Not literally, just figuratively of course.

Your goal is to train as much as you can RECOVER from. If you want to work out 6 days a week with thousands of sets, but your performance is going down and your body feels like crap, that’s bad!

Focus on recovery and don’t overreach!

4. Add Weight

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If you aren’t adding weight over the long haul for more reps, chances are you aren’t building any muscle.

This goes right along with getting stronger. If you see people working out at the gym at the same weights week after week without any noticeable progress to show for it, odds are they aren’t building muscle, unfortunately.

This is one of the main things I’ve had to work on with my clients. They think it’s because we’re trying to build muscle, which means all the sets are supposed to be lightweight for a ton of reps.

This is definitely not the case!

If you start with a weight you can do for 10 reps, and eventually you build up something insane like 50 reps with that same weight, you need to increase the load!

Obviously, you want to do more reps, but stick to the 5-20 rep range overall. Sets over 20 are usually just going to be a waste of time and energy.

5. Intensity Matters

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I just went over why adding weight is important. Here’s another reason why.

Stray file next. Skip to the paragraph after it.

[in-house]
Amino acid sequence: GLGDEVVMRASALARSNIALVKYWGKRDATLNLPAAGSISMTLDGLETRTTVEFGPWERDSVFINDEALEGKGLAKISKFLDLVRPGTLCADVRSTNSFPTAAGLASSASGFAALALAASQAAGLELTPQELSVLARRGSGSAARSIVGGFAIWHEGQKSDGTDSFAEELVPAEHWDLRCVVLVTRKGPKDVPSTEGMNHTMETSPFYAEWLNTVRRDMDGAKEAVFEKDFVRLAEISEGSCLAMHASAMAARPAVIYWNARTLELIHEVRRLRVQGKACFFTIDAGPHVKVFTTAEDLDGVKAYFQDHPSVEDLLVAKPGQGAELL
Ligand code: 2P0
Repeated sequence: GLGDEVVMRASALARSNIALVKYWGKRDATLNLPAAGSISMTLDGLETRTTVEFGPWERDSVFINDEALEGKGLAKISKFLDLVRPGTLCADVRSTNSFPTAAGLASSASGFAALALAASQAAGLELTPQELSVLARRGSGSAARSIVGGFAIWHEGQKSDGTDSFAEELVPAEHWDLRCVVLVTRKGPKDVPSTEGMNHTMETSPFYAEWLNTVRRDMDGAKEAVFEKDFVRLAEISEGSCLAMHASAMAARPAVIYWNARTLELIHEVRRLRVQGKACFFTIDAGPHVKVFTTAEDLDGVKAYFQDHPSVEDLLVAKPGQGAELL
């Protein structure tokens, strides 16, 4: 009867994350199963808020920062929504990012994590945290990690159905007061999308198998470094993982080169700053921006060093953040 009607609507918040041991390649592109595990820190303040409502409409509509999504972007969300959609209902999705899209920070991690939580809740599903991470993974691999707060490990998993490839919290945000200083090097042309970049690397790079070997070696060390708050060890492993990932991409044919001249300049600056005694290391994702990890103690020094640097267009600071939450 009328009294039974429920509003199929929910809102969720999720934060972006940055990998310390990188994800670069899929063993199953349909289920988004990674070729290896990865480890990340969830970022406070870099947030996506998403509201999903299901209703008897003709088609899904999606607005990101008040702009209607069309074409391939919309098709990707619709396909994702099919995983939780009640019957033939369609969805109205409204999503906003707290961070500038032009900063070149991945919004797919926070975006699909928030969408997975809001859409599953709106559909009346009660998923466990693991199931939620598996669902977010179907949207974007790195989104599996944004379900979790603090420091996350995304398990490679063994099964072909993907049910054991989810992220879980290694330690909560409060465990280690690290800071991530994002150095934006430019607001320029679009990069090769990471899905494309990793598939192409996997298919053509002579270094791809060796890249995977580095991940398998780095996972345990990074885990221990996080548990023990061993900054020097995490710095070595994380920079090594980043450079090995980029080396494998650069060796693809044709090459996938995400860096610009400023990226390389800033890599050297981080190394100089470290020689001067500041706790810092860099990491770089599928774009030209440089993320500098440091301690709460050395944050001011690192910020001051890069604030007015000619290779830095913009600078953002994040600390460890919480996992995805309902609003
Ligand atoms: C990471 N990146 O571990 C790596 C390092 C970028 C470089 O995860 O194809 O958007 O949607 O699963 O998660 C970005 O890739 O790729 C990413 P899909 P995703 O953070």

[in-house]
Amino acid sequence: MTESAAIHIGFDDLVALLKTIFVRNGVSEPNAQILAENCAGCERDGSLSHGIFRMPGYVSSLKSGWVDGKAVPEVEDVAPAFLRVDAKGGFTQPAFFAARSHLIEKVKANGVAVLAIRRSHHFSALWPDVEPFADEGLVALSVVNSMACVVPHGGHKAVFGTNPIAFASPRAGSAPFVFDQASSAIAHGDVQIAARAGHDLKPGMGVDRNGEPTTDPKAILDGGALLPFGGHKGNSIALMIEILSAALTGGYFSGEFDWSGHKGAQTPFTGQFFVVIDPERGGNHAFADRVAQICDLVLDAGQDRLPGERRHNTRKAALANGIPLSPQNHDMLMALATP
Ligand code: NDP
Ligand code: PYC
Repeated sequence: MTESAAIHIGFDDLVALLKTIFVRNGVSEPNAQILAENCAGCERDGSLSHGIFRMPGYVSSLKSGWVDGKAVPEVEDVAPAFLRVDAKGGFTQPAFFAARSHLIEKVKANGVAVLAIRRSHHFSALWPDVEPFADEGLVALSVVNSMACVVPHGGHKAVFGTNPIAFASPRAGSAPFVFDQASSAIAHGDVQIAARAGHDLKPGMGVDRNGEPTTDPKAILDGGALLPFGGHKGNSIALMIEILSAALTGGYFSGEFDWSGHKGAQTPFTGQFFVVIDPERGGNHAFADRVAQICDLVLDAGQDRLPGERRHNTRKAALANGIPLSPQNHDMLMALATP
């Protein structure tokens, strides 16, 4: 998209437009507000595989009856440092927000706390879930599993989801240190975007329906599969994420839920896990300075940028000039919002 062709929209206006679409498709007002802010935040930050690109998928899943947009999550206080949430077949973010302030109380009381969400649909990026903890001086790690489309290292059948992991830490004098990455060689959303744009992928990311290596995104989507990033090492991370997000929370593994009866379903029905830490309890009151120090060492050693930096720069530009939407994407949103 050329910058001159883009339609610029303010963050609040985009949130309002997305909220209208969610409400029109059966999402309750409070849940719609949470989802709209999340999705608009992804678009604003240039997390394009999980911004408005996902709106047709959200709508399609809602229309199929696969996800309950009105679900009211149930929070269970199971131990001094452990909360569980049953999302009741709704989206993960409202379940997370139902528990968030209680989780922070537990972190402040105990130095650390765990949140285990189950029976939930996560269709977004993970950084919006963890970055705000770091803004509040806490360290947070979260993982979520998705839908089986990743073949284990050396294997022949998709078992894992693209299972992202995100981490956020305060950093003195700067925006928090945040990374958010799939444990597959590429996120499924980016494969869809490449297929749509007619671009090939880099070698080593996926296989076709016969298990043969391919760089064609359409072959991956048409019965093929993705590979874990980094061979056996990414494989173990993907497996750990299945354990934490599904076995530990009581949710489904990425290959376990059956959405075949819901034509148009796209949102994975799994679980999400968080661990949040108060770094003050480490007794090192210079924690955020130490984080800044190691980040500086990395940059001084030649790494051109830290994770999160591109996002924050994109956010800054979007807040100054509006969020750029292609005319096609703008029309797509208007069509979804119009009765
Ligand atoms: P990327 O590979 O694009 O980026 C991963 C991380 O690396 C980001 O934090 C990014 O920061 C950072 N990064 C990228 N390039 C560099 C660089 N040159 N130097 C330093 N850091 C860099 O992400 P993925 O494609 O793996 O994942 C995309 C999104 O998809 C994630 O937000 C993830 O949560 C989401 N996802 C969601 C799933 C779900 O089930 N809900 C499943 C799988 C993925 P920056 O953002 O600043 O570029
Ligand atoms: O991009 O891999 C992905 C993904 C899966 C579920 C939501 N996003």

Your overall intensity matters as well. You can’t just do super high reps (30+) and continue to build muscle. If that was the case, cyclists and other long-distance athletes would have the biggest legs in the world!

Because of this, you need to push the intensity in the proper rep ranges to get the maximum growth response. Anything lighter than 2 reps in the tank is a waste of time.

If you want to build the most muscle possible, you need to be training close to and to muscular failure.

If you’re just training with 3 or 4 reps in the tank while trying to do a ton of volume, trust me, this is going to burn you out incredibly fast.

Training to failure isn’t all that fatiguing as long as you keep your volume low to moderate, after all.

The main reason you need to train close to failure is simple: your muscles need to accumulate enough mechanical tension for hypertrophy to occur.

Mechanical Tension is when your muscles involuntarily slow due to fatigue.

By training close to/to failure, your muscles are forced to recruit as many muscle fibers as they possibly can.

This is why training to failure is so important to maximize muscle growth.

Without it, you have to do a ton of extra volume to accumulate enough effective reps to start muscle protein synthesis.

Plus, how the hell are you supposed to know what 4 reps in the tank actually is?

Also, this goes without saying, only push to true muscular failure on movements with a high degree of stabilization.

Things such as chest-supported rowing movements, leg extensions, and cable flies are examples where you can brace hard and form breakdown is hard to occur.

Exercises like Stiff Leg Deadlifts require a ton of moving parts and your form can easily breakdown training to failure.

For movements like these, one rep away from failure or once your technique starts deteriorating is what you want to do!